For an alternative that definitely earns the title "alternative" there is "Moses and Aaron" (New Yorker), a screen adaptation of the Arnold Schoenberg opera by the resolutely political filmmakers Danielle Huillet and Jean-Marie Straub. The disc, in a paperboard digipak in a slipsleeve, also features "Introduction to Arnold Schoenberg's 'Accompaniment to a Cinematographic Scene'," a short film by the directors from 1973, and an accompanying booklet with the libretto in German and English. The films are in German with English subtitles.
"MOMA: 50 Masterworks From the Collection" (Screen Dreams) brings a different meaning to the term "art house release." The DVD and Blu-ray release reproduces 50 works from the collection of the Museum of Modern Art by world famous artists --including Vincent Van Gogh, Henri Matisse, Salvador Dalí, Paul Cézanne, Claude Monet, Edward Hopper, Georges Seurat, Marc Chagall, Jackson Pollack, Jasper Johns, and Henri Rousseau -- in high resolution, and turns your widescreen TV into a picture frame of rotating art. The program lasts 50 minutes and features you choice of ten soundtrack backgrounds.
Newly remastered for DVD and Blu-ray is "Intruder: Director's Cut" (Synapse), a gore-heavy horror set during the night shift of a supermarket where a deranged killer stalks, slices and slashes employees. It's directed by Sam Raimi buddy Scott Spiegel (who co-wrote "Evil Dead II") and co-stars Renee Estevez and Sam Raimi, with "special appearances" by Bruce Campbell and producer Lawrence Bender. The Blu-ray+DVD Combo Pack features a new digital restoration of the uncensored director's cut, commentary by director Spiegel and producer Bender, a new making-of featurette, outtakes, audition footage and other supplements.
"Don't Open Till Christmas" is a 1981 Santa horror, but this time he's not the killer, he's the target: this killer hunts men in Santa suits. Edmund Purdom directs and stars in the film and the DVD features a making-of documentary and a portrait of producer Rick Randall.
"The Love We Make" (Eagle Vision), co-directed by Albert Maysles, profiles Paul McCartney's journey to put together a benefit concert in the wake of the 9/11 attacks.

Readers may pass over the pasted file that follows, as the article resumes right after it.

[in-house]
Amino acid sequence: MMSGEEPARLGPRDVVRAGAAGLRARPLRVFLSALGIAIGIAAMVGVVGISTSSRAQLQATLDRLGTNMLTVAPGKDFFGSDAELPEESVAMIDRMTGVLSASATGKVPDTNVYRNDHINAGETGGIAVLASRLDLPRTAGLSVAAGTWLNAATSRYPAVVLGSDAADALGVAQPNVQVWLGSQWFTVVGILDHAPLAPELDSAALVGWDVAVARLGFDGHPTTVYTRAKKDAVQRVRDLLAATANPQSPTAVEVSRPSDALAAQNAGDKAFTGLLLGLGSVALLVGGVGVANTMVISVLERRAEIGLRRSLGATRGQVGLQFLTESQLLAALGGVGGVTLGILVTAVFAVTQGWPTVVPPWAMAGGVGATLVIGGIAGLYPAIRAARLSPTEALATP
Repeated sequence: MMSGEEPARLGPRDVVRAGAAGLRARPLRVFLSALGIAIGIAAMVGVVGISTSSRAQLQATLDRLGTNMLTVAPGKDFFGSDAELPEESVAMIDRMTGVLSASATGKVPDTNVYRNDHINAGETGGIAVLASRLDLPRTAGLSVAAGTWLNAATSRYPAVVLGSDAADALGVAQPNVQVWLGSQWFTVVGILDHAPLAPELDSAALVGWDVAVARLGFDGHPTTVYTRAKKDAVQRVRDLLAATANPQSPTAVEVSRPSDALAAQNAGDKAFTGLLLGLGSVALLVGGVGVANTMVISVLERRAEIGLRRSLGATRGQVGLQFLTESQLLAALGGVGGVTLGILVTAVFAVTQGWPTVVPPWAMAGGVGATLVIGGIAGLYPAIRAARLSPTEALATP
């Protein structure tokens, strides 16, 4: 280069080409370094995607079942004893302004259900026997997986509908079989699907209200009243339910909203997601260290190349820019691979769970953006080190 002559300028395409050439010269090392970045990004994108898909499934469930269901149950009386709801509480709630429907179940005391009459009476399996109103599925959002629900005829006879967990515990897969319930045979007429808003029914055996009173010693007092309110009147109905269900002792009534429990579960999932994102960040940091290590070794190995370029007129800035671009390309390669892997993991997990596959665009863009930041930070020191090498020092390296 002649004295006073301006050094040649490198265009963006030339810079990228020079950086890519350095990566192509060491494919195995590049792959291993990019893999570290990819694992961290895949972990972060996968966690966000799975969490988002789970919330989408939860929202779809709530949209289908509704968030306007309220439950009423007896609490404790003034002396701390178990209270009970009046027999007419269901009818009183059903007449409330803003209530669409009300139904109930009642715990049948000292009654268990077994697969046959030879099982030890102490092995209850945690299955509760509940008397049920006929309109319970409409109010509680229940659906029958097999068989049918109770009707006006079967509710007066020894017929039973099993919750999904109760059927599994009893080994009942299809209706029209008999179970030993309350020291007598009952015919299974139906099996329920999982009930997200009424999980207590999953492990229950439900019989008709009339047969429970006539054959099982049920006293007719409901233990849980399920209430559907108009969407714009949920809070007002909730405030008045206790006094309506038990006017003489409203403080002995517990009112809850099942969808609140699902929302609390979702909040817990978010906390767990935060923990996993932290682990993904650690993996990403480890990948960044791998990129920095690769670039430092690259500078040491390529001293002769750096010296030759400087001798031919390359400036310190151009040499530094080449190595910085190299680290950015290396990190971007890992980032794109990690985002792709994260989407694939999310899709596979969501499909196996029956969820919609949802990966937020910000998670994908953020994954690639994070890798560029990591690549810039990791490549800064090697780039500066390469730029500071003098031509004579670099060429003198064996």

The ultimate in Hollywood Americana and the film that turned ingénue Judy Garland into a leading lady
"Meet Me in St. Louis" (Warner), Vincent Minelli’s first Technicolor film, is the ultimate in Hollywood Americana and a masterful musical that turned Judy Garland into a true leading lady.
A celebration of old fashioned values in song, dance, and family melodrama in turn-of-the-century St. Louis, the glowingly nostalgic tale follows a year in the life of a family as they reluctantly prepare to move to New York for Father’s (Leon Ames) new job, just as the excitement for the coming St. Louis World's Fair sets the entire family to singing the title song. It’s a film for all seasons and holidays, including one of the most bittersweet Christmas scenes of all time: little Margaret O’Brien commits symbolic parricide on an innocent snowman family after Judy Garland sings “Have Yourself a Merry Little Christmas.” (see clip below, after the jump)
O’Brien brings a feisty spunk to the family as the youngest sister and Lucille Bremer provides the maturity as the oldest, but the film belongs to Garland as the teenage daughter on the verge of womanhood, chastely romanced by the boy next door (Tom Drake). The scene where they extinguish the home’s gas lamps together and the hush of shadow covers them is one of the most beautiful and tender moments of understated intimacy in film history. Other song highlights include “The Boy Next Door,” “You and I,” and “The Trolley Song.” Mary Astor, Marjorie Main, and June Lockhart co-star.
The film was previously available on a DVD two-disc special edition and the Blu-ray only carries most of the supplements. There's commentary by Garland biographer John Fricke with Margaret O'Brien, screenwriter Irving Brecher, songwriter Hugh Martin and daughter of producer Arthur Freed, Barbara Freed-Saltzman and an introduction by Liza Minnelli (daughter of director Vincent Minnelli and star Judy Garland), plus a music-only audio track (without vocals).